Brendan Crossan: The sights and sounds of Corrigan Park stay with you

Corrigan Park, Belfast.
Corrigan Park, Belfast. Corrigan Park, Belfast.

IT’S a moment that never fails to make me laugh. It was May 9, 2021, Corrigan Park, a clear day, and the Antrim hurlers making a triumphant return to Division One against Clare.

A brand spanking new 550 all-seater stand and only a handful of people in it – a few masked up and socially distanced GAA reporters and a couple of stewards.

What they were actually stewarding was hard to know as this was lockdown. The miserable memory of it still makes us wince. A time when elite sport got a pass.

On another day Corrigan Park would have been jam-packed and the Antrim players smothered by well-wishers, young and old, at the final whistle for producing what was a magnificent display of skill and courage.

Down with the Banner!

Afterwards, Clare Allstar John Conlon took his medicine with grace following his side’s 1-21 to 0-22 NHL defeat, with the irrepressible Ciaran Clarke grabbing the only goal of the game.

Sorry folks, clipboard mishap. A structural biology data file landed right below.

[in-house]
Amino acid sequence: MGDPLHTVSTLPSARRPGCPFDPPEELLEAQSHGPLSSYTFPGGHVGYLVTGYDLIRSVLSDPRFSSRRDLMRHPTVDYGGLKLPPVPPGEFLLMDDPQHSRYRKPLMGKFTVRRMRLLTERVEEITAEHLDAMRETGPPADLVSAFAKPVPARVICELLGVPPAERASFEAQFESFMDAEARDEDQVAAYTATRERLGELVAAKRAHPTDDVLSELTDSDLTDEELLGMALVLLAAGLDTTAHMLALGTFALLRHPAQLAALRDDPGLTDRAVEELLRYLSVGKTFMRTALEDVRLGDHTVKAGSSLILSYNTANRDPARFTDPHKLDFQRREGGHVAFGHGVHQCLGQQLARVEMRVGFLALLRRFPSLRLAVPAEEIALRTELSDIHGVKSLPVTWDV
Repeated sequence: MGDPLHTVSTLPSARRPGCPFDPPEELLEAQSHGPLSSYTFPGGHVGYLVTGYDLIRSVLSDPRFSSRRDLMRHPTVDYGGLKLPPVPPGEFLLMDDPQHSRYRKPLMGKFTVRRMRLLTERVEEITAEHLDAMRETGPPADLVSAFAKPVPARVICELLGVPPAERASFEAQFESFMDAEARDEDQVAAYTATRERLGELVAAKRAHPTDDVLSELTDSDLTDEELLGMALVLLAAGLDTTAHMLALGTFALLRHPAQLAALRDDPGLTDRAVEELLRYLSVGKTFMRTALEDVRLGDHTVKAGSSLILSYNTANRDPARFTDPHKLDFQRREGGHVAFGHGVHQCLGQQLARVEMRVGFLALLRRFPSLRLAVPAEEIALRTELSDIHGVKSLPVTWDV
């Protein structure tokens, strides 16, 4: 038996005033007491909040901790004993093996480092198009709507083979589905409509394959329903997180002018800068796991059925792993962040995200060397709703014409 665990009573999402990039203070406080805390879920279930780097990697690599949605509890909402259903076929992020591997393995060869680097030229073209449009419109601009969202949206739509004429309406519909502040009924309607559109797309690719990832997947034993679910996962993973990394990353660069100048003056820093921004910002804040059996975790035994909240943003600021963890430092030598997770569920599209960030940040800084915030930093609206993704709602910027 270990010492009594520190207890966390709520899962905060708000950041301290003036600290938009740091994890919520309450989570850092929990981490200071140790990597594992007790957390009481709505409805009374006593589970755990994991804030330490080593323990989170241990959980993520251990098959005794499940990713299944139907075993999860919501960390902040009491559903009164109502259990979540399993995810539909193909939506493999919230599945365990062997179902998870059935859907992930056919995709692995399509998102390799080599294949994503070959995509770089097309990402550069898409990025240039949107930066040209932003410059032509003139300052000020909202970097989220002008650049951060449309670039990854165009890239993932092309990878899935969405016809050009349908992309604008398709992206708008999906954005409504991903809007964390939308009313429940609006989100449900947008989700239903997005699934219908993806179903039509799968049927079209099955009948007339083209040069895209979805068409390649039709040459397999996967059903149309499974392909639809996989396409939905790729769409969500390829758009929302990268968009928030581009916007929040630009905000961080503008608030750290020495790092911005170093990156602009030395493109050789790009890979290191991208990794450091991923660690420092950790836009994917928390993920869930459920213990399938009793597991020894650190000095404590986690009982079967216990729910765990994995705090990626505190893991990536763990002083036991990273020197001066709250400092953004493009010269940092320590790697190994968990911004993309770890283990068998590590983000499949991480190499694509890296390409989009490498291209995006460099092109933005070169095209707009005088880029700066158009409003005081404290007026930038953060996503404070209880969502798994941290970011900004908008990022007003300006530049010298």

“It’s like playing in Sixmilebridge, it’s a tight ground,” said Conlon.

“Antrim are a tough team, they have massive passion for the game and Darren Gleeson has done a great job by bringing them back up to Division One and playing in Liam MacCarthy.

“There were a lot of rucks and hits, it wasn’t like playing in Thurles or Cusack Park where you probably have that extra few metres to play with. Antrim used the elements a lot better than us.”

A few moments earlier, I overheard two Corrigan Park stewards who were minding the entrance to the pitch, chuckling to one another.

“Keep the game going down there, lads,” one said to the other.

It was a beauty of a line - the kind of quick Belfast wit that immediately endears you to a place.

I’ve grown to love Corrigan Park - not just because of some of the brilliant afternoons Darren Gleeson and the Antrim hurlers have created there over the past four years, but because of the wonderful intimacy of the ground itself and the people you meet.

On Sunday, the Antrim hurlers will return to Corrigan for their first home National League game of the new season.